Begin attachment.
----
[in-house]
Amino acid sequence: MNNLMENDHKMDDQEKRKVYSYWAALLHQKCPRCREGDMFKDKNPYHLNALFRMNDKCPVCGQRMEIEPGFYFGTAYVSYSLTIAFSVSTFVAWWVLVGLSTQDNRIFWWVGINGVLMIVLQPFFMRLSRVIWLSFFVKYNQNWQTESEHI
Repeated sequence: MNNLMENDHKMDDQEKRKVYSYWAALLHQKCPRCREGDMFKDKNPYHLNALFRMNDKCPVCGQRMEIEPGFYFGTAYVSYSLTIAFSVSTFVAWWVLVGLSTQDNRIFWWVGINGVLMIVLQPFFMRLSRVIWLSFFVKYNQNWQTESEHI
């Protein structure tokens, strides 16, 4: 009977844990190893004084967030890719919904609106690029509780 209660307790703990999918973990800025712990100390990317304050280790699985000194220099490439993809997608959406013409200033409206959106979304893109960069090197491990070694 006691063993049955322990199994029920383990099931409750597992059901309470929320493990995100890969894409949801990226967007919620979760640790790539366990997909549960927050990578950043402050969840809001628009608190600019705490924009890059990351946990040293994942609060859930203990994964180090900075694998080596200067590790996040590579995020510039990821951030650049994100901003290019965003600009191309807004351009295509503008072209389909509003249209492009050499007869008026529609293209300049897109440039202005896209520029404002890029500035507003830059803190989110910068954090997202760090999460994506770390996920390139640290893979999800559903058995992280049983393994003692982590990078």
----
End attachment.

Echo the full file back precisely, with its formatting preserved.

[in-house]
Amino acid sequence: MNNLMENDHKMDDQEKRKVYSYWAALLHQKCPRCREGDMFKDKNPYHLNALFRMNDKCPVCGQRMEIEPGFYFGTAYVSYSLTIAFSVSTFVAWWVLVGLSTQDNRIFWWVGINGVLMIVLQPFFMRLSRVIWLSFFVKYNQNWQTESEHI
Repeated sequence: MNNLMENDHKMDDQEKRKVYSYWAALLHQKCPRCREGDMFKDKNPYHLNALFRMNDKCPVCGQRMEIEPGFYFGTAYVSYSLTIAFSVSTFVAWWVLVGLSTQDNRIFWWVGINGVLMIVLQPFFMRLSRVIWLSFFVKYNQNWQTESEHI
């Protein structure tokens, strides 16, 4: 009977844990190893004084967030890719919904609106690029509780 209660307790703990999918973990800025712990100390990317304050280790699985000194220099490439993809997608959406013409200033409206959106979304893109960069090197491990070694 006691063993049955322990199994029920383990099931409750597992059901309470929320493990995100890969894409949801990226967007919620979760640790790539366990997909549960927050990578950043402050969840809001628009608190600019705490924009890059990351946990040293994942609060859930203990994964180090900075694998080596200067590790996040590579995020510039990821951030650049994100901003290019965003600009191309807004351009295509503008072209389909509003249209492009050499007869008026529609293209300049897109440039202005896209520029404002890029500035507003830059803190989110910068954090997202760090999460994506770390996920390139640290893979999800559903058995992280049983393994003692982590990078």